Gifts that Can Save Your Loved Ones Money

man wrapping presents

The really great, memorable gifts tend to have certain characteristics in common. They’re usually thoughtful – they reflect an element of the recipient’s personality, or connect in some way to the relationship between the giver and the receiver. Great gifts are also often wanted or needed. They provide value, or at least the perception of value.

The value of a gift can be sentimental or emotional, but it can also be very tangible – as in monetary. You don’t have to give cash to help pad a loved one’s bank account. Instead, you can buy them a money-friendly gift, one that provides real value (and savings) every time they use it.

Digital antenna

Cable is expensive. Getting rid of cable can save a lot of money. One of the barriers for getting rid of cable TV is often the loss of local broadcasts and access to the major networks.

But those free networks are still free and accessible to anyone with a TV and an antenna. An inexpensive digital antenna can get you access to all your local channels, usually in high definition. Depending on the recipient, you may want to include set-up as part of the gift (don't make Grandma climb up onto the roof).

French press

Individual, disposable coffee pods are super convenient, and while they're cheaper than ordering a coffee to-go, they can actually add up on a cup-by-cup basis. And that's leaving aside the environmental concerns and the fact that the actual coffee can leave a little to be desired. 

French presses and pour over coffee cups are nothing new, but they allow you to make individual servings at low prices (and, depending on the coffee beans, with superior flavor). There's a little extra effort involved, but even if you're only using it for your weekend coffee you can save a little over time.

Smart thermostat

Try as you might to keep them under control, your utility bills can easily undermine your whole budget. Luckily there’s some pretty great technology out there to help you manage your usage. A smart thermostat like Nest is one way to lower your monthly heating and cooling bills.

Light occupancy sensor

Some people just can’t remember to turn off the lights. It seems like such a small thing, but it can really throw off your electricity bill. If you know someone who struggles with this particular affliction, give them some light occupancy sensors. When no one’s around, the lights go off. Money is saved and no one gets yelled at by their dad.

Smart strip

Power strips can do more than just provide extra outlets. Smart strips are power strips that understand when a device isn’t in use and cut off the flow of electricity (because even if they’re off, your devices are always drawing power if they’re plugged in). Less electricity used means a smaller electric bill.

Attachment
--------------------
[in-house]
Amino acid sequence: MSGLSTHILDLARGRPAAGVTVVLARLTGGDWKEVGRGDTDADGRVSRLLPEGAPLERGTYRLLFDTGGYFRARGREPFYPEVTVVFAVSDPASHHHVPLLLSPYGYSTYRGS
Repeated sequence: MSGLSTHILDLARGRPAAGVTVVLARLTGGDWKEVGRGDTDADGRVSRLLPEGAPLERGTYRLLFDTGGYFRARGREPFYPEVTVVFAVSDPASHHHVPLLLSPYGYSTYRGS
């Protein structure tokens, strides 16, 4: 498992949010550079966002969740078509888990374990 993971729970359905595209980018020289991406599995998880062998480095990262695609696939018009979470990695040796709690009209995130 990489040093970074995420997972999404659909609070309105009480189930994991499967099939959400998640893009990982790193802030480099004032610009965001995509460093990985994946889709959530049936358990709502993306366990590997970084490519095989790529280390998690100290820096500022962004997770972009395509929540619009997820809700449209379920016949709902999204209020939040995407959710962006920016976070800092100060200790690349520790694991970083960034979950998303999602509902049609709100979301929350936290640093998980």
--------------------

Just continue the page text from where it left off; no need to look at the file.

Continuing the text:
Rechargeable batteries

Like a lot of technology, rechargeable batteries weren’t all that great when they first showed up. They’re much more efficient now, and a very money-friendly (and environment-friendly) alternative to disposable batteries.

Carbonator

Homemade is often less expensive than store bought, but not everything can be made at home. One homemade replacement that can save you money (especially if you’ve got a substantial habit) is carbonating your own soda or sparkling water. Throw in some flavoring syrups and .

Knowledge

What a gift it is to know how to do something! Knowing how to do things like change your oil or fix minor plumbing issues can save you huge amounts of money over the course of your life.

So don’t forget what a valuable gift knowledge can be. If you know how to do something, offer to teach it to a friend or a loved one. Give a how-to book or pay for classes. Knowledge is the one gift that never needs to be replaced or renewed and it keeps its value forever.

Article updated November 2020

Tagged in Holidays, Christmas, Reducing expenses

Jesse Campbell is the Content Manager at MMI, focused on creating and delivering valuable educational materials that help families through everyday and extraordinary financial challenges.

  • The Consumer Federation of America (CFA) is an association of nonprofit consumer organizations that was established in 1968 to advance the consumer interest through research, advocacy, and education. Today, nearly 300 of these groups participate in the federation and govern it through their representatives on the organization's Board of Directors.

  • Since 2007, the Homeownership Preservation Foundation (HPF) has served as a trusted, neutral source of information for more than eight million homeowners. They are partnered with, and endorsed by, numerous major government agencies, including the U.S. Department of Housing and Urban Development and the Department of the Treasury.

  • The mission of the U.S. Department of Housing and Urban Development (HUD) is to create strong, sustainable, inclusive communities and quality affordable homes for all. HUD works to strengthen the housing market in order to bolster the economy and protect consumers; meet the need for quality affordable rental homes; utilize housing as a platform for improving quality of life; and build inclusive and sustainable communities free from discrimination.

  • The Council on Accreditation (COA) is an international, independent, nonprofit, human service accrediting organization. Their mission is to partner with human service organizations worldwide to improve service delivery outcomes by developing, applying, and promoting accreditation standards.

  • The National Foundation for Credit Counseling® (NFCC®), founded in 1951, is the nation’s largest and longest-serving nonprofit financial counseling organization. The NFCC’s mission is to promote the national agenda for financially responsible behavior, and build capacity for its members to deliver the highest-quality financial education and counseling services.